I’m staying in the Barbershop, a small structure owned by Hank and Lynn Pownell. I met Hank at a Friends of the MST meeting last week. He had donated one night at the Barbershop for the silent auction. Most important his gift included shuttling within a 50-mile radius.
Glencoe was a water powered textile mill, built in 1880, on the Haw River. Besides the actual mill, the village encompassed worker houses, several churches, and an office and company store.
“I own my soul to the company store.”
When the mill closed in 1954, people left the village. The whole site was bought from the heirs of the mill owners by Preservation North Carolina.
Hank and Lynn come from Minneapolis but had visited North Carolina many times. One day, she saw a tiny article about the restoration at Glencoe Mill Village.
Over drinks, Lynn explains their story.
“We drove here from the Triangle on one of our visits to North Carolina. I fell in love with the houses. We wanted a two-story house with a south facing porch. At the time, twenty houses in Glencoe St. were for sale. It took a lot longer to sell these houses than Preservation North Carolina anticipated. One house has still never sold.”
“I think this is best house but everyone thinks that their house is the best.”
Hank and I bought their dream house and started renovating in 1998. People had trashed the area. The house was last occupied in the 1940s. While Lynn still had several years before retirement, Hank lived in the Barbershop while the house was being redesigned and renovated.”
Glencoe is one of the few mill villages that was not subdivided. The mill had closed but Sarah Rhyne, a part owner and heir of the mill, understood the historic significance of the place and kept the property intact.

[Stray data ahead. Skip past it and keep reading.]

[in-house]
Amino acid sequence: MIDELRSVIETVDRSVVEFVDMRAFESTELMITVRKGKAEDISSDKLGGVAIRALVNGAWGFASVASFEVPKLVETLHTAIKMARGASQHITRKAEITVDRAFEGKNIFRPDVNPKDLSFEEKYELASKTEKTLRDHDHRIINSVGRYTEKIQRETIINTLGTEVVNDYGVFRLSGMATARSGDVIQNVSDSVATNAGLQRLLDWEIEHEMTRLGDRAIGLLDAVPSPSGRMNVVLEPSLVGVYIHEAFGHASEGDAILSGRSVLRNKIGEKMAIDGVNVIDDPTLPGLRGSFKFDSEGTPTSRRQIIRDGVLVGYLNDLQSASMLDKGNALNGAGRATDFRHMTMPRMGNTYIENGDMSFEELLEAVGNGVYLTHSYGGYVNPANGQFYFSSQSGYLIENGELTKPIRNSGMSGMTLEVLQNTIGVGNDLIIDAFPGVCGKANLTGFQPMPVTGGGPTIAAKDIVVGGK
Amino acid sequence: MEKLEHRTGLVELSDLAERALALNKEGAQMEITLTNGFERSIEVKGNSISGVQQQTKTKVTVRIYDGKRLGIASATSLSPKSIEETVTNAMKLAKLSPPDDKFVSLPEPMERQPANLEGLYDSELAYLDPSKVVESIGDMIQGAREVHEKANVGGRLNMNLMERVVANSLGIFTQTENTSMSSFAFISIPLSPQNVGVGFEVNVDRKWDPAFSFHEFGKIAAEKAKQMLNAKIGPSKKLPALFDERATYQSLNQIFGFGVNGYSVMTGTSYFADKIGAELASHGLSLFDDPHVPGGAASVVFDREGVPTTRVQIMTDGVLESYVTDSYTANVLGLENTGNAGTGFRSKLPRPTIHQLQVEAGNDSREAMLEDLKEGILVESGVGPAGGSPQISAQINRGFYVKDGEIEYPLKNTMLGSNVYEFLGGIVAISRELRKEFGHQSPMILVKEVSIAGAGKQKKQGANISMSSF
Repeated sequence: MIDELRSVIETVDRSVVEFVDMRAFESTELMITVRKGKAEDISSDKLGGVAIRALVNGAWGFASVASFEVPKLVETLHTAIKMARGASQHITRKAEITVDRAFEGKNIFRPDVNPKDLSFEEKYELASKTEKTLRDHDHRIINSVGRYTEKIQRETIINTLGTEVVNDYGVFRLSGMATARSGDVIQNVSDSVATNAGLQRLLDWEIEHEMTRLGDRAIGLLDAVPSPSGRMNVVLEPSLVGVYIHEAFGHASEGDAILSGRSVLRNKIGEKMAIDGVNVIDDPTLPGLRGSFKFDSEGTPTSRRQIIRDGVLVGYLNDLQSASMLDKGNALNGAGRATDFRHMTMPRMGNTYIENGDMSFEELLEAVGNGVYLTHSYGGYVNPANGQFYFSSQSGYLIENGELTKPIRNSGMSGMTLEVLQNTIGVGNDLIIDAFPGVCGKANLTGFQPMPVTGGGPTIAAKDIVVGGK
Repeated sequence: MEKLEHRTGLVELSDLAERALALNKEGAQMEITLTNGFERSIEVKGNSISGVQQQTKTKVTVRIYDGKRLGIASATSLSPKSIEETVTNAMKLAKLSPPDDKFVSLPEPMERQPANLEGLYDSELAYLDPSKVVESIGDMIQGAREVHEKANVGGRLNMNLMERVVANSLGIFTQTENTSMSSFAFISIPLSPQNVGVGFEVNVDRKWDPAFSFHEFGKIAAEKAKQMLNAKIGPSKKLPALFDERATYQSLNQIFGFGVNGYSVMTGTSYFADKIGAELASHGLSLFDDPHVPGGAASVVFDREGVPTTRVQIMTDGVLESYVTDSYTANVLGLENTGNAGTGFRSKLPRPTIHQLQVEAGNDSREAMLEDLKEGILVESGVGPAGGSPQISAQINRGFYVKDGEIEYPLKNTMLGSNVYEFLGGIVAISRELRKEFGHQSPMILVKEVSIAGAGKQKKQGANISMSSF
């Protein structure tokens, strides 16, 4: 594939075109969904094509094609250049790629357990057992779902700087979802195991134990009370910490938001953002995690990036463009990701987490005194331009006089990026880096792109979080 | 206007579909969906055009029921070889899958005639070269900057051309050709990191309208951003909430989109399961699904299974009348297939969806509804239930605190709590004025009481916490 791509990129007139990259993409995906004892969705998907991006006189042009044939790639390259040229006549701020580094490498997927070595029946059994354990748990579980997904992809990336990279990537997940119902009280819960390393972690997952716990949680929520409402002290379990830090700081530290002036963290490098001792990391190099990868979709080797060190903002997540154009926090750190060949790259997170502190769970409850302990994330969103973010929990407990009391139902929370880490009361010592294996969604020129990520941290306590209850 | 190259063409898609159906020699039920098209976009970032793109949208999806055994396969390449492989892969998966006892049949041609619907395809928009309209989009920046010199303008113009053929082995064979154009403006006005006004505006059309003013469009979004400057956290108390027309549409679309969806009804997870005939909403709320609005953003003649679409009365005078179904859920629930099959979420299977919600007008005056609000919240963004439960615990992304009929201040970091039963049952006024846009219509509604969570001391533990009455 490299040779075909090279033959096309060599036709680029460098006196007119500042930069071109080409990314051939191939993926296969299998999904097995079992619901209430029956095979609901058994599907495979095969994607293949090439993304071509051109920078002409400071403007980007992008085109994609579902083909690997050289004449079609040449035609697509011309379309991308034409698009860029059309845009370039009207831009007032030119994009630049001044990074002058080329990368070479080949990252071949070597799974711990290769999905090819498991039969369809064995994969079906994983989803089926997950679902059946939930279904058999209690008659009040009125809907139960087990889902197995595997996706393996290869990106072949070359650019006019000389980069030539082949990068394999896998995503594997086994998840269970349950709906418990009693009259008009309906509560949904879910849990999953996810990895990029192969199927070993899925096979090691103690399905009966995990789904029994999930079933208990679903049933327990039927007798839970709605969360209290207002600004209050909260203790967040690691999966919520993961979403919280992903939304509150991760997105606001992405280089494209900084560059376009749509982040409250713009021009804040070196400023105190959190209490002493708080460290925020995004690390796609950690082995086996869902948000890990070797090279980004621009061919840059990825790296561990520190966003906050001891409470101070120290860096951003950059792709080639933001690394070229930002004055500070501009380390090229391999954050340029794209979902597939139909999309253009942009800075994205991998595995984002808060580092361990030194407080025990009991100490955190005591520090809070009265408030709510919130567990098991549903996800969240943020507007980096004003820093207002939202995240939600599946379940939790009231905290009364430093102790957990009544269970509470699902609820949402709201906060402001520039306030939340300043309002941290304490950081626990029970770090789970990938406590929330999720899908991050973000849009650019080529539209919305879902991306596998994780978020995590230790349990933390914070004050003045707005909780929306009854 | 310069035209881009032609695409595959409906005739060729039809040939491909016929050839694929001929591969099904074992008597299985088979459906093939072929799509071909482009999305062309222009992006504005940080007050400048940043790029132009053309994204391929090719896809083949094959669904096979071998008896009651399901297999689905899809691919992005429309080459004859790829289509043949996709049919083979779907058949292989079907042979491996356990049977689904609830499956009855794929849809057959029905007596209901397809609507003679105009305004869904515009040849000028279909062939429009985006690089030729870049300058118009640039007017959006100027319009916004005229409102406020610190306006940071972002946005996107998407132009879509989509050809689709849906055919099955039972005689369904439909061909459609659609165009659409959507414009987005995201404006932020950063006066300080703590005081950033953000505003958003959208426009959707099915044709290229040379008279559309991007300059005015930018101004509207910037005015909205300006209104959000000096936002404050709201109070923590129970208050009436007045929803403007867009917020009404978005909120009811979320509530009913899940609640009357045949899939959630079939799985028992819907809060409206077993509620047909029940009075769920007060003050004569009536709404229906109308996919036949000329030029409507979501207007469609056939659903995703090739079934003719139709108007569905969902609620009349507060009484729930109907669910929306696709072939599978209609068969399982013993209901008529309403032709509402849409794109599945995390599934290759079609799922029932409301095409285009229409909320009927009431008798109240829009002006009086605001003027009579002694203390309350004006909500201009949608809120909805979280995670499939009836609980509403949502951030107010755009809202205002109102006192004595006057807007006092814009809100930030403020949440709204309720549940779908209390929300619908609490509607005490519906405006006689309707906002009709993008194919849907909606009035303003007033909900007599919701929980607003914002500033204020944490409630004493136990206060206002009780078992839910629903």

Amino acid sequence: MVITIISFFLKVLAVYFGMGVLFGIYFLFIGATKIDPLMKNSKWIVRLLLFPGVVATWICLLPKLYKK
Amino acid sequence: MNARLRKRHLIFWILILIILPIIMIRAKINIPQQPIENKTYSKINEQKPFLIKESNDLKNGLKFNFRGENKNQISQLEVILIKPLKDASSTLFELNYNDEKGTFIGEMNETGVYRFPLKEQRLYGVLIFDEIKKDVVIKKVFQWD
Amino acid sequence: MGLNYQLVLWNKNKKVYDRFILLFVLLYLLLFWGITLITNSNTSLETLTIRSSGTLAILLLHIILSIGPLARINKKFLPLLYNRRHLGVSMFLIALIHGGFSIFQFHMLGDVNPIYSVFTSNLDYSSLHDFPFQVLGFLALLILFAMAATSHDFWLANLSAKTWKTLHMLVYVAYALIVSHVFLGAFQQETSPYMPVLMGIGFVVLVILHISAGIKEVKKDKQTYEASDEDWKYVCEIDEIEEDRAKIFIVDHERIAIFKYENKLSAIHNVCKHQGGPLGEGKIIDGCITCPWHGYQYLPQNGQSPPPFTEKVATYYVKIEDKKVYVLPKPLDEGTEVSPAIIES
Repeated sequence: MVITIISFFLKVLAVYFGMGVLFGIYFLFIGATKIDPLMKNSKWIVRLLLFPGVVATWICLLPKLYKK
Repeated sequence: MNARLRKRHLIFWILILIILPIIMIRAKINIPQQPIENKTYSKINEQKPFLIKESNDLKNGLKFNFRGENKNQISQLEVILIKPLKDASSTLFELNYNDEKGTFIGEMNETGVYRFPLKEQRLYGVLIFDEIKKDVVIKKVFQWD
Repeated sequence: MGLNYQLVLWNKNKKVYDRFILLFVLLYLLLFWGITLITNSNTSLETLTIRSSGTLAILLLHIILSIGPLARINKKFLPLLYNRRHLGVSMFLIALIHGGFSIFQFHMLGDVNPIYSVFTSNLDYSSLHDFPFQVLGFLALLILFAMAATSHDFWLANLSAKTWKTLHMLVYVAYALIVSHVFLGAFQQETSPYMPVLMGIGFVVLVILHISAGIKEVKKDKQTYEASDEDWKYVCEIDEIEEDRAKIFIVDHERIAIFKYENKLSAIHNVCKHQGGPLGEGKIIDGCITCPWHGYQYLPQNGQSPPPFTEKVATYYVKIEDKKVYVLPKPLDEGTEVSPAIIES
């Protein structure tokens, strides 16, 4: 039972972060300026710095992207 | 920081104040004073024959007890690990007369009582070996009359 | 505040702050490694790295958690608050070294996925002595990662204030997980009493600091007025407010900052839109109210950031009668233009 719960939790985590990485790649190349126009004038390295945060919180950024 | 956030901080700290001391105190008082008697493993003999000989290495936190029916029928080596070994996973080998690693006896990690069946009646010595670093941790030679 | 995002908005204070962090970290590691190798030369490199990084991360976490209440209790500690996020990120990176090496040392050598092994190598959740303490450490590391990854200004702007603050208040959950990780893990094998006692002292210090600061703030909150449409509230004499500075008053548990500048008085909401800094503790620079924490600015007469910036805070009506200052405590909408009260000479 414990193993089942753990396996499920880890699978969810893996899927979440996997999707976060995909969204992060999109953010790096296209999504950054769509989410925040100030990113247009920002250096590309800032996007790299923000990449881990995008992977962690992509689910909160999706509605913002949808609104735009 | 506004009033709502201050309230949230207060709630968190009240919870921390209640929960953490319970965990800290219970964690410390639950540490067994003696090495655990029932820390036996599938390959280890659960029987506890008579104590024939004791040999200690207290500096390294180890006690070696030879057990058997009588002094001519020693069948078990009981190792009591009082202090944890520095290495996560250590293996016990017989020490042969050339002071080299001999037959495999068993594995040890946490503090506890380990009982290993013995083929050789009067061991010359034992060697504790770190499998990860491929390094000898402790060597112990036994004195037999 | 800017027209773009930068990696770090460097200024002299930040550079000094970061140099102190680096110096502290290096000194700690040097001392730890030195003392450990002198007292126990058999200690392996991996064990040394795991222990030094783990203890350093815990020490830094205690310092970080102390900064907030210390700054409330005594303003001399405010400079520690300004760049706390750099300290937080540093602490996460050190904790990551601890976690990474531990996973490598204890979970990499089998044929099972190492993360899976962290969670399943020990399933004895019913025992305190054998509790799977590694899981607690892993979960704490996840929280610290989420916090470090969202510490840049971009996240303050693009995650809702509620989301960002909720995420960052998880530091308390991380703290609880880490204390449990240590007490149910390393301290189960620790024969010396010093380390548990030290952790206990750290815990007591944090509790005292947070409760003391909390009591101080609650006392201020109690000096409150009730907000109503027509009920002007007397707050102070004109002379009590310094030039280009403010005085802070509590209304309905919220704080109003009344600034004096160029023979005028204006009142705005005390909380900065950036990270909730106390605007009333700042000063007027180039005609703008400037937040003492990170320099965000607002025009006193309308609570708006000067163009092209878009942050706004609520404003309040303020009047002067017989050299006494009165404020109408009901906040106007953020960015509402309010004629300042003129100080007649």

Many textile mills in the South were started by northerners who came down here because of the cheap, nonunionized labor but this mill was started by a southerner, E.M. Holt. Their house was originally a four room house. Mill workers paid 25 cents per room per month as rent. The house was owned by the mill and rented to a mill worker.
Lynn continues. “It’s a good place to live. I’m a weaver. The whole idea of using the detached kitchen as a studio was important. History of textile is really exciting. I’m involved in the Alamance Artisan Guild.”
After this house was done, it took a period of adjustment. “Honey what do we talk about now?” but Lynn and Hank both agree that their house will never be finished.
The company office and company store is now the museum, filled chock full of pictures, mill equipment and paraphernalia. Jerrie Nall, Director of the Textile Museum Museum, explains the expression:
“How are you doing?”
“Fair to middling”. That’s a textile grading expression and she shows me the various grades of cotton.
The barbershop is a tiny building with one double bed and a small dining table in its main room. It holds a full kitchen and bathroom. It’s small for two people. I brought my sleeping bag and mat and sleep on the floor. But the history, location, and shuttle are worth any inconvenience.
I didn’t have time to walk along the Haw River but eventually the MST will swing down from its present route and follow the Haw River, giving it more trail miles.